AMD just wrapped up its Capsaicin & Cream 2017 event today to show developers and fans alike what's next for the graphics technology firm – as well as its latest partner: Fallout series creator Bethesda Softworks.
Held during this year's Game Developer Conference, the event teased not just some of the features coming to the AMD Vega GPU architecture – its cards to now be known as Radeon RX Vega. But, perhaps most importantly, AMD also revealed the company's newly made alliance with Bethesda.
Known for putting out games such as Fallout 4, Doom, and the Elder Scrolls series, Bethesda is teaming up with AMD in a long-term strategic partnership in an effort to further its PC gaming technologies.
More important than even a melding of mutual minds in the realm of PC gaming, AMD's partnership with Bethesda looks to spell better-optimized games for PCs running the publishers games past, present and future.
GPUpping the ante
Specifically, one aim of the partnership is to "develop and accelerate" the adoption of lower-overhead APIs like Vulkan, (which was first implemented in a AAA-budget game last year with DOOM, according to a press release.)
AMD hopes buddying up with Bethesda will maximize the capabilities and computing power of its GPUs, including its and Vega cards, across the game maker's library of titles.
"Working independently, game developers and graphics companies will eventually address the challenges of this new era of gaming," said AMD senior vice president and chief architect Raja Koduri, "but working in close collaboration, the pace of that progress can advance exponentially."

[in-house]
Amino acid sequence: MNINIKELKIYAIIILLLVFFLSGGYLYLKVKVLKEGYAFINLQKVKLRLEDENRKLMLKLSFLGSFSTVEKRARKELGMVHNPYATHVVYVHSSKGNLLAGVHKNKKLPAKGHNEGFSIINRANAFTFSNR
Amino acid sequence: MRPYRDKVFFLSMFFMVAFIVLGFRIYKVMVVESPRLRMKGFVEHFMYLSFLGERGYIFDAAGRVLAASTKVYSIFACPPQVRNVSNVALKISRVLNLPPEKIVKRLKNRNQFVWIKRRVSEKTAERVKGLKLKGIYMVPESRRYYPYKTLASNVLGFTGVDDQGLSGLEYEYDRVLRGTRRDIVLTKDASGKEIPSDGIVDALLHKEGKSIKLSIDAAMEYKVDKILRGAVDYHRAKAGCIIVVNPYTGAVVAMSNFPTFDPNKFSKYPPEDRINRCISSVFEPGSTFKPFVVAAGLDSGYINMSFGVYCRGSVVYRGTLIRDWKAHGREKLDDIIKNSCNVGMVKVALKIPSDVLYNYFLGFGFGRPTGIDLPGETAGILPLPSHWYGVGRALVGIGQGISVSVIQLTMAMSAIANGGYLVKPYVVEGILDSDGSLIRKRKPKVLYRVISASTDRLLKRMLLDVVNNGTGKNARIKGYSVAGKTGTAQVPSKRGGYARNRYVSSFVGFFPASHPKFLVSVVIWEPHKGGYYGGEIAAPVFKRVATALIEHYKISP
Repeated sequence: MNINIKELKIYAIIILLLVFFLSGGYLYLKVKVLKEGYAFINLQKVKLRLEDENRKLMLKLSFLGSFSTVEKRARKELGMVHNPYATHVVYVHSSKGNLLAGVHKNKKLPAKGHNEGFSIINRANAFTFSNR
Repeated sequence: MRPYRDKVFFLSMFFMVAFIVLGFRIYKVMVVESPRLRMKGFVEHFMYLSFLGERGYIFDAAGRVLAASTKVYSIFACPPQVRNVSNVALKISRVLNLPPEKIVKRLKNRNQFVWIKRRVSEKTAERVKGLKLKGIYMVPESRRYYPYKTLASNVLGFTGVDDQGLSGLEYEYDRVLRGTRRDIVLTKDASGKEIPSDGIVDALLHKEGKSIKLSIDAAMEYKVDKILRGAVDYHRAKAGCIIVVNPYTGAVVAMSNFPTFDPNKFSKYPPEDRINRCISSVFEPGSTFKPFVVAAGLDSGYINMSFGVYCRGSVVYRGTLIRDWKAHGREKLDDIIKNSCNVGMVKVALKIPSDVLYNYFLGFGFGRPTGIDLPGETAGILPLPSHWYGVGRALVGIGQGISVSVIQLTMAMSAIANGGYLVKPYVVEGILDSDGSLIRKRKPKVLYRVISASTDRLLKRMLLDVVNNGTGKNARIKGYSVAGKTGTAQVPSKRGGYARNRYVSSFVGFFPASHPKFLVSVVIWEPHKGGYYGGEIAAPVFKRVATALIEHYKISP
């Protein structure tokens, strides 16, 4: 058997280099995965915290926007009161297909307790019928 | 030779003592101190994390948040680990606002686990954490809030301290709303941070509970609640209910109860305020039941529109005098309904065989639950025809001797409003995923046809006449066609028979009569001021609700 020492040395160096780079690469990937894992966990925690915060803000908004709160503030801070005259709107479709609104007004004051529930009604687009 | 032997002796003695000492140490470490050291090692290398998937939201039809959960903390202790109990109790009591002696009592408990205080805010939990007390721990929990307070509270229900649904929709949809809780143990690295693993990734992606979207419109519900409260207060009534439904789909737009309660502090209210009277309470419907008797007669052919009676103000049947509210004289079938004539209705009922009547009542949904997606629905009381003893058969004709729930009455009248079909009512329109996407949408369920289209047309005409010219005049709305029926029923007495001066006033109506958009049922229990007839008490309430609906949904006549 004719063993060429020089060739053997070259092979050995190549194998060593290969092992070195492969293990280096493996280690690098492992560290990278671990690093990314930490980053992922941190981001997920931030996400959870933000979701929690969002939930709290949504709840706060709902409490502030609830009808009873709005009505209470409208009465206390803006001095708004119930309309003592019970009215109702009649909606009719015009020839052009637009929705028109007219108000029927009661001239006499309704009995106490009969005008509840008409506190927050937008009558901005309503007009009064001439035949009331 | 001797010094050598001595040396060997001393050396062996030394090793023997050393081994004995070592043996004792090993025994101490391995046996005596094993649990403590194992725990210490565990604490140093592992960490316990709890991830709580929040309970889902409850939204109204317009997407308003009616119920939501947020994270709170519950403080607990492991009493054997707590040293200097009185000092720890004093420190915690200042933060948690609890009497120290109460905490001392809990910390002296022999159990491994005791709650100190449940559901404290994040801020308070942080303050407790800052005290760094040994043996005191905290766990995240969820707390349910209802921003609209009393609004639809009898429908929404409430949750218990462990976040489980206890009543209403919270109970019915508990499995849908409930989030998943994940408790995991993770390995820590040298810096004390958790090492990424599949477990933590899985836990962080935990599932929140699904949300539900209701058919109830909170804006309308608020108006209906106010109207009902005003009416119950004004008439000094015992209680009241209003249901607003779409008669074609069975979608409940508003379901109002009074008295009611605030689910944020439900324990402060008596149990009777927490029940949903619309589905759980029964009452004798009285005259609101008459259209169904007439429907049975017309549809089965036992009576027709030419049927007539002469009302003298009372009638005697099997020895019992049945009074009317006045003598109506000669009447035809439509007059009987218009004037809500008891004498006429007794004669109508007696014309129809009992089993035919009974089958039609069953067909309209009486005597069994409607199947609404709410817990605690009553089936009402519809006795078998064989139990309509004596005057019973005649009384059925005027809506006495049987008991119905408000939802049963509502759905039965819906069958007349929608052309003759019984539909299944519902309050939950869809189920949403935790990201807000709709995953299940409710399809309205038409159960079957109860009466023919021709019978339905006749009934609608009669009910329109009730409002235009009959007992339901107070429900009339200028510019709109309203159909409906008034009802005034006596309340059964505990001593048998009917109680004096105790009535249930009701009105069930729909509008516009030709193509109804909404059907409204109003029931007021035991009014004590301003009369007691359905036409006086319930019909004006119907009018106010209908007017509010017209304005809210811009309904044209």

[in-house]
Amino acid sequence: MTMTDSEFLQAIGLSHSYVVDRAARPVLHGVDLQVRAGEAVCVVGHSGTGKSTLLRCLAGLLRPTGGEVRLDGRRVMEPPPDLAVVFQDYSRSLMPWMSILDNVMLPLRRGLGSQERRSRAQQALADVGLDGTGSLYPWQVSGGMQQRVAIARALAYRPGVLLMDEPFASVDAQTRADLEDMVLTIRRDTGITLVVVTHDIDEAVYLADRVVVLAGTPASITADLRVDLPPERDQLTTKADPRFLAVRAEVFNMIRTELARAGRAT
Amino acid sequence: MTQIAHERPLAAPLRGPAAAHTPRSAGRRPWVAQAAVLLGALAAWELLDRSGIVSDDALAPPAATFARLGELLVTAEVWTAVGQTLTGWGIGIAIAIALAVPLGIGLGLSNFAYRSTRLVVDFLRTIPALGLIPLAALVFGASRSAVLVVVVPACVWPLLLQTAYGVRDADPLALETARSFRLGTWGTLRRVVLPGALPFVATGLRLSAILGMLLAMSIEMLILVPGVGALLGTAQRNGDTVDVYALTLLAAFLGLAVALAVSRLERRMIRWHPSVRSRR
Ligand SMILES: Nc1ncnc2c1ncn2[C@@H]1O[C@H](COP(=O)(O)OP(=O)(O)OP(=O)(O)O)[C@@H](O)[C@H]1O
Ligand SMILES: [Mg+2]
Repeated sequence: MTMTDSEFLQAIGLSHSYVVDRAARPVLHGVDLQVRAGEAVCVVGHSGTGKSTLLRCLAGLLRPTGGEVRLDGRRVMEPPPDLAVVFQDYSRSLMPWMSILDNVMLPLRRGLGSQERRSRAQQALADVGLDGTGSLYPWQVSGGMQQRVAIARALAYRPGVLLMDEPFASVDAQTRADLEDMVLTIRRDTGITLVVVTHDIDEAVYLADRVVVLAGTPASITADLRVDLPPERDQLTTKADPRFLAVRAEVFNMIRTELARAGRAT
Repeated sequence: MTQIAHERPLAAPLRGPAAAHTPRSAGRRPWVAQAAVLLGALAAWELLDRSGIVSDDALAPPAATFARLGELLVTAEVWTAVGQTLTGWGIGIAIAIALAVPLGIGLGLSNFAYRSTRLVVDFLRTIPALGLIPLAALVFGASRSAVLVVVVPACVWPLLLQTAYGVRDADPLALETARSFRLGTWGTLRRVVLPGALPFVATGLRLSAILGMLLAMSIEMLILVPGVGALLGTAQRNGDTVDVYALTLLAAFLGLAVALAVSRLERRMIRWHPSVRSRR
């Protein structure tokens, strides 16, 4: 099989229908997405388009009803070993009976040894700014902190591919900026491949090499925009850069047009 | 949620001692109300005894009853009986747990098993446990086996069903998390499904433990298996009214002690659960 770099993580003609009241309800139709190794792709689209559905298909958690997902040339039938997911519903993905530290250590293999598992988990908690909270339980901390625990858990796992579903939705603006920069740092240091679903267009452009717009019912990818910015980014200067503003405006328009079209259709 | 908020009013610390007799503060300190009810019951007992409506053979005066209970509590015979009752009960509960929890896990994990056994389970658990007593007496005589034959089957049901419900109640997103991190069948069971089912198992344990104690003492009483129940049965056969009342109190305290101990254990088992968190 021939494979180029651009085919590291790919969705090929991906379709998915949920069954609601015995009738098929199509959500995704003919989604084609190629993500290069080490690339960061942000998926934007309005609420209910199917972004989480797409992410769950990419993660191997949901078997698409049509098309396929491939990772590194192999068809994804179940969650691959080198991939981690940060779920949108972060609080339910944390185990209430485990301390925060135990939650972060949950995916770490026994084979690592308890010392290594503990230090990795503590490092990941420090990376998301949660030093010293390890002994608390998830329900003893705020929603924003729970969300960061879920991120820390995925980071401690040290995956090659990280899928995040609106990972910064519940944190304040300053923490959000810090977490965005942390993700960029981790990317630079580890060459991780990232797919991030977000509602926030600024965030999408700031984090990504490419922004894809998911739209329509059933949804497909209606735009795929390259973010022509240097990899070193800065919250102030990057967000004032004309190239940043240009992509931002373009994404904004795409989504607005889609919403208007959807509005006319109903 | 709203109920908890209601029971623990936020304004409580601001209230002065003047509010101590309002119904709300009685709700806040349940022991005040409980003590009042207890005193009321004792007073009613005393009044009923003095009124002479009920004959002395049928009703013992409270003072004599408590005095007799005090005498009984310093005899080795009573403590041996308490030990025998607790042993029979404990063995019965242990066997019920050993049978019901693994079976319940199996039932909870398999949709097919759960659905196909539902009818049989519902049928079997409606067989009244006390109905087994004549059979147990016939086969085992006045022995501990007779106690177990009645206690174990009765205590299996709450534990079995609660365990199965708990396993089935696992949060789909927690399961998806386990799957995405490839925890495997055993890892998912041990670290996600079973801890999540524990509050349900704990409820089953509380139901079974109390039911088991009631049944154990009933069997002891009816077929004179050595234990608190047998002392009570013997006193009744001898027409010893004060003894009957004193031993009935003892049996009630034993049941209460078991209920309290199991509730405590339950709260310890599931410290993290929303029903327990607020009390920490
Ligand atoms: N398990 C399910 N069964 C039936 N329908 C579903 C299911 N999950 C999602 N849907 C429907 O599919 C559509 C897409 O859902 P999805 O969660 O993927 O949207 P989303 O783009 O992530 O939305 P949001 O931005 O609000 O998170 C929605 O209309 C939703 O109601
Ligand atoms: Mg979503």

This means Bethesda games could potentially receive improved performance on computers running AMD tech, though exact details of how this would be accomplished (and when) were not provided.
But what about Vega?
While noticeably lacking in any hard details like price or release date for AMD's Vega technology, the announcement still demonstrated a healthy number of the upcoming GPU's talents.
Designed with VR and 4K UHD gaming in mind throughout, Vega will feature High Bandwidth Cache Controller (HBCC) features to lower strain on graphically-intensive games and Rapid Packed Math (RPM) capabilities to cram exponentially more details into a frame, like individual strands of hair.
Vega will also be part of another AMD partnership, this time with LiquidSky (opens in new tab) - a game streaming service that plans to use Vega tech to beam top-tier games to not-so-powerful devices, like low-spec Windows laptops or even Android phones.
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